I spent two weeks avoiding my studio. Every time I walked in I could feel frustration mount. Every time I thought about the fact that I wasn’t painting, I could feel that same frustration. The head is always ahead of the hand, but if you don’t want to just avoid both forever, you have to figure out what is the frustration source.
And for me, finding the source of this frustration was a two week process of starting to think about or do my art, and then note when I had the strongest negative reaction to it. I’d then stop and analyze what specifically triggered the fire. It felt like a slow mental prodding of, “Does this hurt? How about this?”
1. Color (via value)
One of the challenges I face (and I’m not alone) is getting in all of my darks and lights. But in painting, adding darks isn’t about throwing some black into whatever color is nearby and calling it good. It’s about finding a darker color. To do that, you have to understand color. Aaand there is my problem. I struggle with creating colors with super specific characteristics. I can generally say, “I need something warm here” or “I need something darker here.” But turning those thoughts into an actual pigment is tough.
What I’m doing: (A) Starting with Nita Leland’s book, Confident Color: An Artist’s Guide to Harmony, Contrast and Unity. (B) I will keep pushing myself to add more darks and more lights with collage papers. That way I have more control and don’t have to try and mix darker color on the spot. (C) When I’m painting collage papers, be mindful when creating darker colors. How am I doing it? What are the outcomes. Hopefully I’ll be able to use what I learn when I need to mix dark paint.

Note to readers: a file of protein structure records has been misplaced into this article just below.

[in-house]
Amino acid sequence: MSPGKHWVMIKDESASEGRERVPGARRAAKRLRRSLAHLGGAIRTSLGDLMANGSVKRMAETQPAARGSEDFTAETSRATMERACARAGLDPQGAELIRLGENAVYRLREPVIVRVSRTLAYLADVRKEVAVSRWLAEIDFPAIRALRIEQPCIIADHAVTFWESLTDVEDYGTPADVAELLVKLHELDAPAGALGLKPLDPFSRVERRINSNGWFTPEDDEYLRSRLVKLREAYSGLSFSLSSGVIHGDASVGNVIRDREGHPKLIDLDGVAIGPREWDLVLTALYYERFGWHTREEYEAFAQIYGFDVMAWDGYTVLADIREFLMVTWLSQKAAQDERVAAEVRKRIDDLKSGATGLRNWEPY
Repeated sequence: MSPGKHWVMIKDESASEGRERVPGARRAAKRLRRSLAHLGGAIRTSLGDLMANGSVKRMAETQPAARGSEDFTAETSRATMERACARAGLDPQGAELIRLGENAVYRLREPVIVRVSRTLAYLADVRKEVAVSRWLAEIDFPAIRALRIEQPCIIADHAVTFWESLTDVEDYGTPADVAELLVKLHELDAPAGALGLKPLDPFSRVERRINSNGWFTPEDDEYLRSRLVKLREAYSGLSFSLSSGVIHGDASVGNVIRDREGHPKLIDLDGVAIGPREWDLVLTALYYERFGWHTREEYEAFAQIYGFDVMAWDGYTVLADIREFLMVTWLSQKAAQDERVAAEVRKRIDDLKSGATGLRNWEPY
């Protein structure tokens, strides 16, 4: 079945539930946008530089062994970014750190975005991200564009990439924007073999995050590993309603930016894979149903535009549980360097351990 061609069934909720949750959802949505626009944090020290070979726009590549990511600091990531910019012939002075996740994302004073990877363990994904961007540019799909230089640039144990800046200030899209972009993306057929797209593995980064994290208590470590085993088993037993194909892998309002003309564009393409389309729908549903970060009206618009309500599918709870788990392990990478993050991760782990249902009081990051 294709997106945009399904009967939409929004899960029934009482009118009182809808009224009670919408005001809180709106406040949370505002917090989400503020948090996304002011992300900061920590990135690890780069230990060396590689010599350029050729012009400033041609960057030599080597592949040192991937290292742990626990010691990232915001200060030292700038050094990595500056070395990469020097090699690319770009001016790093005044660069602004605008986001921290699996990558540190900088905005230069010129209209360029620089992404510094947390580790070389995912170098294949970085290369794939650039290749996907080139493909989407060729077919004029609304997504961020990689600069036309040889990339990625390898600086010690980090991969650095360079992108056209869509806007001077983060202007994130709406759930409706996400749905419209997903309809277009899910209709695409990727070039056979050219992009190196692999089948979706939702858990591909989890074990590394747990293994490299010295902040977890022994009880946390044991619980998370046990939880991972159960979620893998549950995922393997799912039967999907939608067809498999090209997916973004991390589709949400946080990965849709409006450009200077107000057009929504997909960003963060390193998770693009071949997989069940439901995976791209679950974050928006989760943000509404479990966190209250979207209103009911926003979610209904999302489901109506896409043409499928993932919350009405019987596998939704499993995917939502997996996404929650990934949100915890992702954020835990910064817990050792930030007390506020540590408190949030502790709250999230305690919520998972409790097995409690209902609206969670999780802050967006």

2. Subject matter:
One summer in high school I jogged 5 miles every day for the entire break. I played varsity soccer and wanted to be in shape for our daily doubles come late August. The first day of line sprints, I thought I was going to die. “But I jogged FIVE MILES EVERY DAY ALL SUMMER,” I said to my coach. To which he responded, “Distance training is not the same thing as sprint training.”
At this point, I can draw a french bulldog head. I am even getting pretty good at a human head. (And I love drawing both!) But neither of those are a bouquet of flowers. Or a human figure. I would start drawings of the latter two and couldn’t understand why nothing was working. I couldn’t understand why the ease I felt just a day prior with a boxer portrait, wasn’t coming now. And it’s because I’ve been training in a different area. If I want to feel the ease with figures and flowers that I feel with portraits, I know the road I need to take ...because I have been traveling it for two years for the other two.
What I’m doing: Start traveling the damn road. Keep painting portraits because I love doing them, but also make time to work on my drawing skills in figures and flowers.